In 2012, Gail Fuller’s 2,000-acre farm was at ground zero for the drought that decimated corn production throughout the Midwest. His corn and soybeans had barely squeaked through the previous dry summer, even as many of his neighbors in Lyon County, Kansas, saw their crops desiccate and fail in the unrelenting sun. But when the drought persisted into 2012, Fuller joined the ranks of farmers who told the companies that administered their federally funded crop insurance they needed compensation for ruined acres.
On a hot day in early August, the company’s adjuster and his boss arrived to inspect Fuller’s land. Fuller and the adjuster greeted each other warmly — they had gone to high school together and the adjuster used to work for Fuller, spraying pesticides on his land. But Fuller grew uneasy when he saw the two men lingering over remnants of turnips and other brassicas he had grown to keep the soil healthy in between regular crops. Fuller had tried to kill off these cover crops before planting his market crop, as crop insurance rules require, but high winds interfered with the herbicide application and some of them survived. He feared the insurance company might not honor his claim because of restrictions the federal crop insurance program places on the use of cover crops.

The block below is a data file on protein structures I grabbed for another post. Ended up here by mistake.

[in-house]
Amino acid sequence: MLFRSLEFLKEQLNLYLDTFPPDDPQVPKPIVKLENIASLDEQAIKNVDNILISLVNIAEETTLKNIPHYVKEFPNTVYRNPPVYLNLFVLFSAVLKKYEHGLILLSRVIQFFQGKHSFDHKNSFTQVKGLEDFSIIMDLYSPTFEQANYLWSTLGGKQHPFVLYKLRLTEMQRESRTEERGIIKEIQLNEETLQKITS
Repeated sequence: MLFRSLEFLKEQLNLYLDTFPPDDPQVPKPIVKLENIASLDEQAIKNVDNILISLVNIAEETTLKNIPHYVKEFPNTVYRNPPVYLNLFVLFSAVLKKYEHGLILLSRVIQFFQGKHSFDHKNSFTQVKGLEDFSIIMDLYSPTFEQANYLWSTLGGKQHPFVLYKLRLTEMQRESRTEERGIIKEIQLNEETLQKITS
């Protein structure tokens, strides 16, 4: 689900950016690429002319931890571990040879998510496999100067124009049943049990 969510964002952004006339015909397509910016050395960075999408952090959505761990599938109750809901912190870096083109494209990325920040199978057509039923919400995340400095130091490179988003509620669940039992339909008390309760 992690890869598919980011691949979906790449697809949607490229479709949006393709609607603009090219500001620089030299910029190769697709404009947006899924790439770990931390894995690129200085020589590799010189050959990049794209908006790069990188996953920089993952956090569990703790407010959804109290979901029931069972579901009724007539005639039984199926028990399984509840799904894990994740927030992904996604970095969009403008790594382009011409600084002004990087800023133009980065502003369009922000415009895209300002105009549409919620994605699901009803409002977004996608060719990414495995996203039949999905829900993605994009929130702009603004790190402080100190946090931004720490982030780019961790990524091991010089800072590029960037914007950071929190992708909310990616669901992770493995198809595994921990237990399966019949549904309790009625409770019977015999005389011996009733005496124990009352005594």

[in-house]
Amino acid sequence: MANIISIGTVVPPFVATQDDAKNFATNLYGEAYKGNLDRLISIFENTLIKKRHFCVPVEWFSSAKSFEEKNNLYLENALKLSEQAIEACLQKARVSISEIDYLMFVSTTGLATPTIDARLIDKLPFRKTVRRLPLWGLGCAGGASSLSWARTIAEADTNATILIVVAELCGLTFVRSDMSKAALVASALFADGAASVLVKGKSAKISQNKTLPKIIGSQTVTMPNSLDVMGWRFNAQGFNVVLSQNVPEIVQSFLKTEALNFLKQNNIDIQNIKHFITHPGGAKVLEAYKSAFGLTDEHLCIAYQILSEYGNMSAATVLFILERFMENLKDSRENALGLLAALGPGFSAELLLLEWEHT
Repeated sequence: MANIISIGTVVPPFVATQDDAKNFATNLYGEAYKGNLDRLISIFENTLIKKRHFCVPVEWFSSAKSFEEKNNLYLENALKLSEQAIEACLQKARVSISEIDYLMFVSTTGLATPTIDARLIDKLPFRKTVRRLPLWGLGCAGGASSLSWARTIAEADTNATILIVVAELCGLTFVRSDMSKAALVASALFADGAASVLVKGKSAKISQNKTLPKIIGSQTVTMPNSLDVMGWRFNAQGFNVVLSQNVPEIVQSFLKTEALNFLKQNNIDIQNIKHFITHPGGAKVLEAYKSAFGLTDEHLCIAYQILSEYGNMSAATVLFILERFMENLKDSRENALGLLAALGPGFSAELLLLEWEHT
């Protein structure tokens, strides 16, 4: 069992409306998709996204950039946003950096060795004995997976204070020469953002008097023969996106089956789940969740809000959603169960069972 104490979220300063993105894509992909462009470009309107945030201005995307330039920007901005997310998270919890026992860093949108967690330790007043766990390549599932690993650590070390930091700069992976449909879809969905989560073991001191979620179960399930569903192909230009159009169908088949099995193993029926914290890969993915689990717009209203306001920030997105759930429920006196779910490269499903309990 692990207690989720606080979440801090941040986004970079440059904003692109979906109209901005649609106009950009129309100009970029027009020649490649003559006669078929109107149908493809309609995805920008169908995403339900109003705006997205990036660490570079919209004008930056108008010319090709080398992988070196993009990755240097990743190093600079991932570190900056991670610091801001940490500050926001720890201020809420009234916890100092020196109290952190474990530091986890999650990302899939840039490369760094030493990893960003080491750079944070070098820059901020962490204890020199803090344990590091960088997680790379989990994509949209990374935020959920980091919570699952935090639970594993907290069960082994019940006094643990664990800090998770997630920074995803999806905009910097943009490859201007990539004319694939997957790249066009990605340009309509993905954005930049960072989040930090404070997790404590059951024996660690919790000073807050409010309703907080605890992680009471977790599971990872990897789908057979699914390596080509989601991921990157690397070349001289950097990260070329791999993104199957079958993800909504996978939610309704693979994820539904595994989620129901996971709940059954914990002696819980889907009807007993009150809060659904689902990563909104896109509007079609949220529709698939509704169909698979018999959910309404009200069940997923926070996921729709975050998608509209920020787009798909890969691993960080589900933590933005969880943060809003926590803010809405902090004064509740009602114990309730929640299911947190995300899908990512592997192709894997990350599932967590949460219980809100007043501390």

Sure enough, the insurance company withheld a six-figure payout and canceled coverage on some of his fields. Stunned and panicked, Fuller called his partner, Lynette Miller, and blurted, “I’ve lost my insurance!”
Word started to spread across the county and even across the country, at conferences and via farming publications and talk shows. The recipient of numerous farming awards, including one of the American Soybean Association’s 2013 National Conservation Legacy Awards, Fuller is a leading practitioner of what is often called regenerative agriculture or agroecology, in which farmers try to produce food and fiber in harmony with nature. They pay close attention to the health of their soil and the entire farm ecosystem. They often eschew tilling because it disturbs the complex, soil-enriching community of microorganisms in the soil. They increase their farm’s biodiversity by reintroducing livestock to their land. Some reduce or eliminate chemical fertilizers and pesticides and avoid genetically modified crops. They also — and this was Fuller’s downfall — embrace cover crops, plants grown not for profit but to prevent erosion, build organic matter and carbon in the soil, and support the complex underground symbiosis of plants and microbes. The denial of Fuller’s claim and loss of insurance was seen not just as a personal blow, but as a signal that Earth-friendly farm practices can come with unaffordable price tags, potentially discouraging their adoption.